A free press, then, would ensure accountability and spur change. But like one uncle said, this isn’t the British Parliament. It’s a non-profit organization run on a volunteer basis by a bunch of harried professionals. There’s simply not enough manpower to create a free press system. Ok, I concede to that. But even small gestures count.
That’s why I’m zeroing in on the minutes that the IAGD secretary takes at each board meeting. Why not make the minutes available to the public? By available, I mean in a timely and easily accessible manner. Board meeting minutes that are approved and made public three months after the fact, in the form of a computer printout buried in a pile of papers in the masjid library, are virtually useless to everyone. Why not post these minutes on the IAGD website? If the meetings are open to the public anyway, what have we got to hide? Surely the board keeps track of attendance. Why not post this, as well? That way, members will know which of their elected officials go to bat, and which ones don’t even show up for practice. How about posting the agenda before the meeting, so if members see a topic that interests them, they can plan ahead and work the meeting into their schedules? This form of transparency can go a long way in eliminating mistrust and grooming much-needed volunteers.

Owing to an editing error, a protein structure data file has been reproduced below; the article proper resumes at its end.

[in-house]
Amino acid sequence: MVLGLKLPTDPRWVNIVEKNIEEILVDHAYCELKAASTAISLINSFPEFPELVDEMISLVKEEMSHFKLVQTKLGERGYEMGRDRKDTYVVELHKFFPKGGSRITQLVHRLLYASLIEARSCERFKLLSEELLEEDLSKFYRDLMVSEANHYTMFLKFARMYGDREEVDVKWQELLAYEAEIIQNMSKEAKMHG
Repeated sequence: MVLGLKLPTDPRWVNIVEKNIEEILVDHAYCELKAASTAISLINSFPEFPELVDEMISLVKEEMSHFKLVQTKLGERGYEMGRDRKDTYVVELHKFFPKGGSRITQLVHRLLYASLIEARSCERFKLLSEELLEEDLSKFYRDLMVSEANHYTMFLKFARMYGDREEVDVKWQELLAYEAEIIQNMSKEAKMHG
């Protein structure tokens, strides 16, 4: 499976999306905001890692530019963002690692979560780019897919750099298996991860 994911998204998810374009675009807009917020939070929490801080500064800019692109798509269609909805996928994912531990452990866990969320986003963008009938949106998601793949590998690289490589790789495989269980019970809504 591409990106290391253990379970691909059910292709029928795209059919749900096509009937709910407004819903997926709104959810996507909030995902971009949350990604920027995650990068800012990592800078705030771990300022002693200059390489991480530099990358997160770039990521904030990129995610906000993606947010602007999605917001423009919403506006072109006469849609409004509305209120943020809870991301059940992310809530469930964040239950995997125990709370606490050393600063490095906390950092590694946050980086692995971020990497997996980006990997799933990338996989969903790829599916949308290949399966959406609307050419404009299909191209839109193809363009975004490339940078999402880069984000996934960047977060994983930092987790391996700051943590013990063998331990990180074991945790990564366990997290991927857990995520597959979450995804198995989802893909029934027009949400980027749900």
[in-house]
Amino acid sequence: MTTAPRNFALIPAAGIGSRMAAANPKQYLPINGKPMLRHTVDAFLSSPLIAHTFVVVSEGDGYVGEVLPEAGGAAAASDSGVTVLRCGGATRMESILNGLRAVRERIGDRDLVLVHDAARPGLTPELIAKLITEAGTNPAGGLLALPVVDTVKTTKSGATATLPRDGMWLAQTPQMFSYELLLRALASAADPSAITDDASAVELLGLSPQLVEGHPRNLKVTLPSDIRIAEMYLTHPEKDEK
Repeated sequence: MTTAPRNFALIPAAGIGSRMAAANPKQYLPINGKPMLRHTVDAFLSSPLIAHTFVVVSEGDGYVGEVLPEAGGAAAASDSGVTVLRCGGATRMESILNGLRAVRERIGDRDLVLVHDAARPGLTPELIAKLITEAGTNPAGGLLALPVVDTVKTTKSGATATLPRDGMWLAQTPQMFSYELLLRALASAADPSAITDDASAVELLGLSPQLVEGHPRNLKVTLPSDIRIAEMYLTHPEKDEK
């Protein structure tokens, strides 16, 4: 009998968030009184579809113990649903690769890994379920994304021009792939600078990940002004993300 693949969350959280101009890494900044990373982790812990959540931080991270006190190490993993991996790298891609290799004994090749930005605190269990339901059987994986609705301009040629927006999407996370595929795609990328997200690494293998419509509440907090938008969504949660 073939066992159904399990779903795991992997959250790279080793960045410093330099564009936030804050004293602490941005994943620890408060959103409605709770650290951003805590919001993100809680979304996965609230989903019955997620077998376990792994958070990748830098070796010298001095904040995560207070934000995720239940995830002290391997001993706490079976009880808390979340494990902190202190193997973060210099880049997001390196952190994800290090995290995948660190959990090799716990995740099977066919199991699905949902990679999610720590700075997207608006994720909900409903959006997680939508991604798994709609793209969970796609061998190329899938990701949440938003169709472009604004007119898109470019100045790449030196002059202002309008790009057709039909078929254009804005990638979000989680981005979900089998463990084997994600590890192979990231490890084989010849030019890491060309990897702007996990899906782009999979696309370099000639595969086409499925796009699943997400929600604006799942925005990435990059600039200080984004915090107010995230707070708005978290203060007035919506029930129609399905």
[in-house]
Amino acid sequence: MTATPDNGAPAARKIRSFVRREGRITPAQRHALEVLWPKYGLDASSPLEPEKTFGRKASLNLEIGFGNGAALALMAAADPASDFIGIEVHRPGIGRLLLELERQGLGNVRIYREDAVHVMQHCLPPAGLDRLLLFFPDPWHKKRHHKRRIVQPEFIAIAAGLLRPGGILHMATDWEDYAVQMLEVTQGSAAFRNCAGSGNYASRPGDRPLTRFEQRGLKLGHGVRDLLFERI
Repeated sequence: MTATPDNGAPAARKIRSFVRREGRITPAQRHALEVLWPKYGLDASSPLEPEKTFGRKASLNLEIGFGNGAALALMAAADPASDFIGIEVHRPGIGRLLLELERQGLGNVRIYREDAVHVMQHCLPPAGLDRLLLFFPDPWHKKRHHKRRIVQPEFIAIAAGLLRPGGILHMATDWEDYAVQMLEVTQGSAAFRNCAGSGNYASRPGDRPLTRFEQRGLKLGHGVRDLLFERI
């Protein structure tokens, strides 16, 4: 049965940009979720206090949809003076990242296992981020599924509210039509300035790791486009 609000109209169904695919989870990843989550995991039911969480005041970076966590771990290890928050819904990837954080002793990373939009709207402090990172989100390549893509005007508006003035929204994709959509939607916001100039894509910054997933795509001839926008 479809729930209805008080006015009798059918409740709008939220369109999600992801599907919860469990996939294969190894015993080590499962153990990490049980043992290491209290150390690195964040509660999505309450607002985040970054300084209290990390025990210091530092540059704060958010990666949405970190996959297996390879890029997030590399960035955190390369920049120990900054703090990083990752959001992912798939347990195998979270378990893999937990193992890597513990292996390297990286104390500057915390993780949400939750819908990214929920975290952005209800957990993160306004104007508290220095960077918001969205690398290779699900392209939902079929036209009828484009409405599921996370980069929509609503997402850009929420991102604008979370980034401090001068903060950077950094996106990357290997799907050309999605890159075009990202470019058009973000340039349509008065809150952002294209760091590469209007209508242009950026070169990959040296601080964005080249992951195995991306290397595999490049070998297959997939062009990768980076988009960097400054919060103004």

Since knowledge is power, this information can also help general body members find the courage to attend the meetings, or sign up to be a volunteer, or agree to lead a task force. Frankly, it’s intimidating to walk into a roomful of (mostly) men who know that they belong there. As a general body member who’s not in the club, the minutes afford me an opportunity to stay abreast of developments and formulate opinions on these developments – making me less likely to feel awkward and out of place at board meetings.
Will more information solve the problem of voter apathy? The problem persists in this country because most Americans are not big consumers of political news. So whether it will continue unabated in our community depends on whether masjid-goers will actually read the extra information provided to them. I’m an optimist, so I’d say the experiment is worth the effort. The most successful governments are flexible enough to accommodate communities as they expand and contract. IAGD’s government should be no different; let us embrace a way to bring more people into our folds – let us embrace accountability.